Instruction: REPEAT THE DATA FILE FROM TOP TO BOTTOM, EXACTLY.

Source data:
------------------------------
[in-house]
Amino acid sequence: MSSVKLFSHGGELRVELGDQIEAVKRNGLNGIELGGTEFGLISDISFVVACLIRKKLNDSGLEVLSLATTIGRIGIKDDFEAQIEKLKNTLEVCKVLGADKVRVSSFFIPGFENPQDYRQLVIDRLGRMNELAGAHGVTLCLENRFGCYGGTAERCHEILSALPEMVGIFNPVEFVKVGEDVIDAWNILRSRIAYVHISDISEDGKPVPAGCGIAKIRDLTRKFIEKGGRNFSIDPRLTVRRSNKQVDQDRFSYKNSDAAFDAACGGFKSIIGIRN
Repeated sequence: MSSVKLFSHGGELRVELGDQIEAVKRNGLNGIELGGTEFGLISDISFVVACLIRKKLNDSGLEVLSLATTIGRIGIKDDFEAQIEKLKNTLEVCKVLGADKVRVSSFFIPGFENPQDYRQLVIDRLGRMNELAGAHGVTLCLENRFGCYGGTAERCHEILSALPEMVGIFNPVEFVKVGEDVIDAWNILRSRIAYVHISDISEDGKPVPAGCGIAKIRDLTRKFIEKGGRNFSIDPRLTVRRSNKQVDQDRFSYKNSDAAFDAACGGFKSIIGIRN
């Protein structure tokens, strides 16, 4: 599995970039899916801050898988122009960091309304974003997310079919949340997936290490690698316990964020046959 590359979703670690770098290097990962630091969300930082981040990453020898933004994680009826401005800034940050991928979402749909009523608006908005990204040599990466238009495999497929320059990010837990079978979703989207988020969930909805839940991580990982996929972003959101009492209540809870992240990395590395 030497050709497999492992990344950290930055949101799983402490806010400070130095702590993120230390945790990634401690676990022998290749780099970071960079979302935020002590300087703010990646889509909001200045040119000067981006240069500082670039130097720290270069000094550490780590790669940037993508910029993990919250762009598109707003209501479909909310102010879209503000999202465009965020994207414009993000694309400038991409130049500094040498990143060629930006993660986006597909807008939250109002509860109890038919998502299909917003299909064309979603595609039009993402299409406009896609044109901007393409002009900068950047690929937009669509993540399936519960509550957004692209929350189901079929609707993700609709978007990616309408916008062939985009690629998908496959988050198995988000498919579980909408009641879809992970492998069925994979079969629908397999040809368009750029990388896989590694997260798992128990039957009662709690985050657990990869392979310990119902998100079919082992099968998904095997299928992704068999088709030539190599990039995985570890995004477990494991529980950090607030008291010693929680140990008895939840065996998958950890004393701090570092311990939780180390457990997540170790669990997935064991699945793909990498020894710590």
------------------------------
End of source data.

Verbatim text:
[in-house]
Amino acid sequence: MSSVKLFSHGGELRVELGDQIEAVKRNGLNGIELGGTEFGLISDISFVVACLIRKKLNDSGLEVLSLATTIGRIGIKDDFEAQIEKLKNTLEVCKVLGADKVRVSSFFIPGFENPQDYRQLVIDRLGRMNELAGAHGVTLCLENRFGCYGGTAERCHEILSALPEMVGIFNPVEFVKVGEDVIDAWNILRSRIAYVHISDISEDGKPVPAGCGIAKIRDLTRKFIEKGGRNFSIDPRLTVRRSNKQVDQDRFSYKNSDAAFDAACGGFKSIIGIRN
Repeated sequence: MSSVKLFSHGGELRVELGDQIEAVKRNGLNGIELGGTEFGLISDISFVVACLIRKKLNDSGLEVLSLATTIGRIGIKDDFEAQIEKLKNTLEVCKVLGADKVRVSSFFIPGFENPQDYRQLVIDRLGRMNELAGAHGVTLCLENRFGCYGGTAERCHEILSALPEMVGIFNPVEFVKVGEDVIDAWNILRSRIAYVHISDISEDGKPVPAGCGIAKIRDLTRKFIEKGGRNFSIDPRLTVRRSNKQVDQDRFSYKNSDAAFDAACGGFKSIIGIRN
């Protein structure tokens, strides 16, 4: 599995970039899916801050898988122009960091309304974003997310079919949340997936290490690698316990964020046959 590359979703670690770098290097990962630091969300930082981040990453020898933004994680009826401005800034940050991928979402749909009523608006908005990204040599990466238009495999497929320059990010837990079978979703989207988020969930909805839940991580990982996929972003959101009492209540809870992240990395590395 030497050709497999492992990344950290930055949101799983402490806010400070130095702590993120230390945790990634401690676990022998290749780099970071960079979302935020002590300087703010990646889509909001200045040119000067981006240069500082670039130097720290270069000094550490780590790669940037993508910029993990919250762009598109707003209501479909909310102010879209503000999202465009965020994207414009993000694309400038991409130049500094040498990143060629930006993660986006597909807008939250109002509860109890038919998502299909917003299909064309979603595609039009993402299409406009896609044109901007393409002009900068950047690929937009669509993540399936519960509550957004692209929350189901079929609707993700609709978007990616309408916008062939985009690629998908496959988050198995988000498919579980909408009641879809992970492998069925994979079969629908397999040809368009750029990388896989590694997260798992128990039957009662709690985050657990990869392979310990119902998100079919082992099968998904095997299928992704068999088709030539190599990039995985570890995004477990494991529980950090607030008291010693929680140990008895939840065996998958950890004393701090570092311990939780180390457990997540170790669990997935064991699945793909990498020894710590």